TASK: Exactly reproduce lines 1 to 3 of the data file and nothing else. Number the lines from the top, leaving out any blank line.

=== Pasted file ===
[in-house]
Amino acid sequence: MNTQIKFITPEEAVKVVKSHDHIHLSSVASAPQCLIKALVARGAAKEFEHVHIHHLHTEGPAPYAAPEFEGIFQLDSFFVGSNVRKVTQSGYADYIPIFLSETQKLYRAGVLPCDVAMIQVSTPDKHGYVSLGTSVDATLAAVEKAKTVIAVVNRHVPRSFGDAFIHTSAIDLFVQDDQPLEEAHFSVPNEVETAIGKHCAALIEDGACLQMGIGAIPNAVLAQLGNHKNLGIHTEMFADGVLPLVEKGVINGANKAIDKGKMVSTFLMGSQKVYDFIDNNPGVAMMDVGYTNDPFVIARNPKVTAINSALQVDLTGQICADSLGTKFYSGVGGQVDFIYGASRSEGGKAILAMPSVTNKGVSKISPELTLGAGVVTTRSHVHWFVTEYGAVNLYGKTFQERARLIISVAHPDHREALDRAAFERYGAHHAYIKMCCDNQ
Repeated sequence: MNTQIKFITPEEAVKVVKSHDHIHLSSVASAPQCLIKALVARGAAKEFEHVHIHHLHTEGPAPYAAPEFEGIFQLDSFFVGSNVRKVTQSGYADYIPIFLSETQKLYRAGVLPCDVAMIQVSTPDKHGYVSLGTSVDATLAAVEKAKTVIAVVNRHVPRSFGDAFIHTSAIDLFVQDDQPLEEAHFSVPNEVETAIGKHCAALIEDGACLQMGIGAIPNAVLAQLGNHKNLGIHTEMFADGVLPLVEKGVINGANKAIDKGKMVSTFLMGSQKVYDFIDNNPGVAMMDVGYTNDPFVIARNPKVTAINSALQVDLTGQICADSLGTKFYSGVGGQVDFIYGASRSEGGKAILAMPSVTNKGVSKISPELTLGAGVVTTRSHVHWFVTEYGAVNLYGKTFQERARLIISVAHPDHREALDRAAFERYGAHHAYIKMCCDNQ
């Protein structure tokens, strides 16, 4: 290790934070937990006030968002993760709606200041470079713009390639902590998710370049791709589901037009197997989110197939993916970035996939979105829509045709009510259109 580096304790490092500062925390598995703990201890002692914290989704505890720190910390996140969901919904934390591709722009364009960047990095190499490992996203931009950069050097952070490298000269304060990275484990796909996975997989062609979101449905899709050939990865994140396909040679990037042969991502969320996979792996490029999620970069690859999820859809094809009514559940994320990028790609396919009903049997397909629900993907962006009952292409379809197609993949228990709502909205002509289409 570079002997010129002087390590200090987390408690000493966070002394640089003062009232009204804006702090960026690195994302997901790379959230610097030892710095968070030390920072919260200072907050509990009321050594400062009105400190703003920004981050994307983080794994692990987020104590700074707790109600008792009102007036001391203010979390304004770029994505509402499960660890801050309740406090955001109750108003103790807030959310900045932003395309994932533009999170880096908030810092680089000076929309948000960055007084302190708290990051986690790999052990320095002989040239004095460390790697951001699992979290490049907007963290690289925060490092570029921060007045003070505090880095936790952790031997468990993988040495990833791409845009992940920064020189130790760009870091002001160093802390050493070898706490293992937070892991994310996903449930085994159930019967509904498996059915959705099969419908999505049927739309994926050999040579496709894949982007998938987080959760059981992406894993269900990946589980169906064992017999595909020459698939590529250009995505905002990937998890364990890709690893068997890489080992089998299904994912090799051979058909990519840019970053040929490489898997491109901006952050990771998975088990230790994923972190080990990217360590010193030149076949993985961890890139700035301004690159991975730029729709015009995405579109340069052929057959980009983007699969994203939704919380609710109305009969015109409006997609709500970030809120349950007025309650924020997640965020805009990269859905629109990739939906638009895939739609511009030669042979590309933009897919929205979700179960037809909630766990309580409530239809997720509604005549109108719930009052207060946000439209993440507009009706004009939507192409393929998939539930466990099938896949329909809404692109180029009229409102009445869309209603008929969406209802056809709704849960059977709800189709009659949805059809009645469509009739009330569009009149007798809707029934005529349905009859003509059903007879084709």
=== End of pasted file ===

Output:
[in-house]
Amino acid sequence: MNTQIKFITPEEAVKVVKSHDHIHLSSVASAPQCLIKALVARGAAKEFEHVHIHHLHTEGPAPYAAPEFEGIFQLDSFFVGSNVRKVTQSGYADYIPIFLSETQKLYRAGVLPCDVAMIQVSTPDKHGYVSLGTSVDATLAAVEKAKTVIAVVNRHVPRSFGDAFIHTSAIDLFVQDDQPLEEAHFSVPNEVETAIGKHCAALIEDGACLQMGIGAIPNAVLAQLGNHKNLGIHTEMFADGVLPLVEKGVINGANKAIDKGKMVSTFLMGSQKVYDFIDNNPGVAMMDVGYTNDPFVIARNPKVTAINSALQVDLTGQICADSLGTKFYSGVGGQVDFIYGASRSEGGKAILAMPSVTNKGVSKISPELTLGAGVVTTRSHVHWFVTEYGAVNLYGKTFQERARLIISVAHPDHREALDRAAFERYGAHHAYIKMCCDNQ
Repeated sequence: MNTQIKFITPEEAVKVVKSHDHIHLSSVASAPQCLIKALVARGAAKEFEHVHIHHLHTEGPAPYAAPEFEGIFQLDSFFVGSNVRKVTQSGYADYIPIFLSETQKLYRAGVLPCDVAMIQVSTPDKHGYVSLGTSVDATLAAVEKAKTVIAVVNRHVPRSFGDAFIHTSAIDLFVQDDQPLEEAHFSVPNEVETAIGKHCAALIEDGACLQMGIGAIPNAVLAQLGNHKNLGIHTEMFADGVLPLVEKGVINGANKAIDKGKMVSTFLMGSQKVYDFIDNNPGVAMMDVGYTNDPFVIARNPKVTAINSALQVDLTGQICADSLGTKFYSGVGGQVDFIYGASRSEGGKAILAMPSVTNKGVSKISPELTLGAGVVTTRSHVHWFVTEYGAVNLYGKTFQERARLIISVAHPDHREALDRAAFERYGAHHAYIKMCCDNQ